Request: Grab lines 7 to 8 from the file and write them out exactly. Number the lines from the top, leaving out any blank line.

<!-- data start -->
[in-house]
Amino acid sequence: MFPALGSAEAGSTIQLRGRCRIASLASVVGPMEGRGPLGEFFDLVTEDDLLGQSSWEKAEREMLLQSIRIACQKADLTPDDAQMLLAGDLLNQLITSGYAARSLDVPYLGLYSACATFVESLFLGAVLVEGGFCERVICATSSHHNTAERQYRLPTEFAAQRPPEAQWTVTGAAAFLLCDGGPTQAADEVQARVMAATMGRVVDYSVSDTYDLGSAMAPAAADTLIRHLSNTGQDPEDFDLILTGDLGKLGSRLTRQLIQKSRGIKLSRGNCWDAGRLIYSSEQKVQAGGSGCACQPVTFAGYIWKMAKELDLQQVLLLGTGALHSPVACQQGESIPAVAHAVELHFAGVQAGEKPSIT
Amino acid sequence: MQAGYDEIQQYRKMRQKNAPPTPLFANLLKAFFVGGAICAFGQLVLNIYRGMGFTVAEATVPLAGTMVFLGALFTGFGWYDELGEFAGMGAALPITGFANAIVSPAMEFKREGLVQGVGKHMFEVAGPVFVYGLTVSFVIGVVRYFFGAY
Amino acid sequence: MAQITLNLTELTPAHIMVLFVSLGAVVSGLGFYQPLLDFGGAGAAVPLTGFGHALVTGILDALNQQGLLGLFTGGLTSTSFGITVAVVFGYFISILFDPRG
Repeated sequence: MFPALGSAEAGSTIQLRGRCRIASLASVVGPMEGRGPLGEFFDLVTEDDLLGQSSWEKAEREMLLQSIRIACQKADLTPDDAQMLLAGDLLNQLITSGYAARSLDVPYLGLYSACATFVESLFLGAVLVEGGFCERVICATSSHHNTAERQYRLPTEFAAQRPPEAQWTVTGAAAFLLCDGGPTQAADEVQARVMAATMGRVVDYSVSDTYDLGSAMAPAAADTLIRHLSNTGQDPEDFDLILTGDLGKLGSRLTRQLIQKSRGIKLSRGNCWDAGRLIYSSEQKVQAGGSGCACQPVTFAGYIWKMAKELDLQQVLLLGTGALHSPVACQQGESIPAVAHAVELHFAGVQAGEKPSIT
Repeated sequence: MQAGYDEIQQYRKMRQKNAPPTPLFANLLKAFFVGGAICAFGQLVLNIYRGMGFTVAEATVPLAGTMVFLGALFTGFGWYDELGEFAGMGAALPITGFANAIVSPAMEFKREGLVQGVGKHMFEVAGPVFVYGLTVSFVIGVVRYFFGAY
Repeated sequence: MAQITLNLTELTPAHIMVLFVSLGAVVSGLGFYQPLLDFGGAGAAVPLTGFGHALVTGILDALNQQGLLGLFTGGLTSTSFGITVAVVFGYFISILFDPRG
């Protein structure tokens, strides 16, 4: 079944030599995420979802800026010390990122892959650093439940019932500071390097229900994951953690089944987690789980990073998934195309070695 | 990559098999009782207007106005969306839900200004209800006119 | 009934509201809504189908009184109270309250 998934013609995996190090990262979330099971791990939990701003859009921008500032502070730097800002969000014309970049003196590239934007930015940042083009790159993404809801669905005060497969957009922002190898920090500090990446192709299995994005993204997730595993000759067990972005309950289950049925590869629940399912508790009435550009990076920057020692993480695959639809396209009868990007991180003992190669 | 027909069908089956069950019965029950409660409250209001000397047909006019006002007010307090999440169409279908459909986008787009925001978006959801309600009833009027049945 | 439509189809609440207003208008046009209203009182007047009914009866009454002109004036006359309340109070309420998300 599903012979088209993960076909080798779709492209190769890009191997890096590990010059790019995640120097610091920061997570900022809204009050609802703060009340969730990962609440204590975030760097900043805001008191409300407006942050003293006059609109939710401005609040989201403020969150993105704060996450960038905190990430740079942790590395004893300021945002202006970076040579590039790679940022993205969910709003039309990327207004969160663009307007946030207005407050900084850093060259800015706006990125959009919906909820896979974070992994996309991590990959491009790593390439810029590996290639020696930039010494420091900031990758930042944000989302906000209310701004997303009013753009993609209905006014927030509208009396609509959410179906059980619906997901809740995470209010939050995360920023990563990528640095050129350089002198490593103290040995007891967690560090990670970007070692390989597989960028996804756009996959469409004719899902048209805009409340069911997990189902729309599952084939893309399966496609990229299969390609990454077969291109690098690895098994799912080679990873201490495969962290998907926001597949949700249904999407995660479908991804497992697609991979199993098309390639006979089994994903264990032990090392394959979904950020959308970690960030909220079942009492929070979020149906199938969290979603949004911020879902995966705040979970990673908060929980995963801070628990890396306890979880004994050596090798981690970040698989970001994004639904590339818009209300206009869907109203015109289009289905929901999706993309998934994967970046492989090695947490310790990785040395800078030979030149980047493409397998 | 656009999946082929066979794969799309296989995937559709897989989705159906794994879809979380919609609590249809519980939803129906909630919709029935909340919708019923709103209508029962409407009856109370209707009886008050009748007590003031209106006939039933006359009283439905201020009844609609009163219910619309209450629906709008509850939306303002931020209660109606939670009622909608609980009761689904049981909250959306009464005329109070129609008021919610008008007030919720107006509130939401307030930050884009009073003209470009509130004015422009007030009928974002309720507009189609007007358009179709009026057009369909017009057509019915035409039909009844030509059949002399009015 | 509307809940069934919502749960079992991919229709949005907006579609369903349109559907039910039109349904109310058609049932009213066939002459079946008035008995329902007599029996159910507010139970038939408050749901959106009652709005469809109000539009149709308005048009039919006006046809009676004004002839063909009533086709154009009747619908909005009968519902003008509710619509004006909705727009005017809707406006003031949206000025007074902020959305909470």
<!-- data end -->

Repeated sequence: MAQITLNLTELTPAHIMVLFVSLGAVVSGLGFYQPLLDFGGAGAAVPLTGFGHALVTGILDALNQQGLLGLFTGGLTSTSFGITVAVVFGYFISILFDPRG
């Protein structure tokens, strides 16, 4: 079944030599995420979802800026010390990122892959650093439940019932500071390097229900994951953690089944987690789980990073998934195309070695 | 990559098999009782207007106005969306839900200004209800006119 | 009934509201809504189908009184109270309250 998934013609995996190090990262979330099971791990939990701003859009921008500032502070730097800002969000014309970049003196590239934007930015940042083009790159993404809801669905005060497969957009922002190898920090500090990446192709299995994005993204997730595993000759067990972005309950289950049925590869629940399912508790009435550009990076920057020692993480695959639809396209009868990007991180003992190669 | 027909069908089956069950019965029950409660409250209001000397047909006019006002007010307090999440169409279908459909986008787009925001978006959801309600009833009027049945 | 439509189809609440207003208008046009209203009182007047009914009866009454002109004036006359309340109070309420998300 599903012979088209993960076909080798779709492209190769890009191997890096590990010059790019995640120097610091920061997570900022809204009050609802703060009340969730990962609440204590975030760097900043805001008191409300407006942050003293006059609109939710401005609040989201403020969150993105704060996450960038905190990430740079942790590395004893300021945002202006970076040579590039790679940022993205969910709003039309990327207004969160663009307007946030207005407050900084850093060259800015706006990125959009919906909820896979974070992994996309991590990959491009790593390439810029590996290639020696930039010494420091900031990758930042944000989302906000209310701004997303009013753009993609209905006014927030509208009396609509959410179906059980619906997901809740995470209010939050995360920023990563990528640095050129350089002198490593103290040995007891967690560090990670970007070692390989597989960028996804756009996959469409004719899902048209805009409340069911997990189902729309599952084939893309399966496609990229299969390609990454077969291109690098690895098994799912080679990873201490495969962290998907926001597949949700249904999407995660479908991804497992697609991979199993098309390639006979089994994903264990032990090392394959979904950020959308970690960030909220079942009492929070979020149906199938969290979603949004911020879902995966705040979970990673908060929980995963801070628990890396306890979880004994050596090798981690970040698989970001994004639904590339818009209300206009869907109203015109289009289905929901999706993309998934994967970046492989090695947490310790990785040395800078030979030149980047493409397998 | 656009999946082929066979794969799309296989995937559709897989989705159906794994879809979380919609609590249809519980939803129906909630919709029935909340919708019923709103209508029962409407009856109370209707009886008050009748007590003031209106006939039933006359009283439905201020009844609609009163219910619309209450629906709008509850939306303002931020209660109606939670009622909608609980009761689904049981909250959306009464005329109070129609008021919610008008007030919720107006509130939401307030930050884009009073003209470009509130004015422009007030009928974002309720507009189609007007358009179709009026057009369909017009057509019915035409039909009844030509059949002399009015 | 509307809940069934919502749960079992991919229709949005907006579609369903349109559907039910039109349904109310058609049932009213066939002459079946008035008995329902007599029996159910507010139970038939408050749901959106009652709005469809109000539009149709308005048009039919006006046809009676004004002839063909009533086709154009009747619908909005009968519902003008509710619509004006909705727009005017809707406006003031949206000025007074902020959305909470």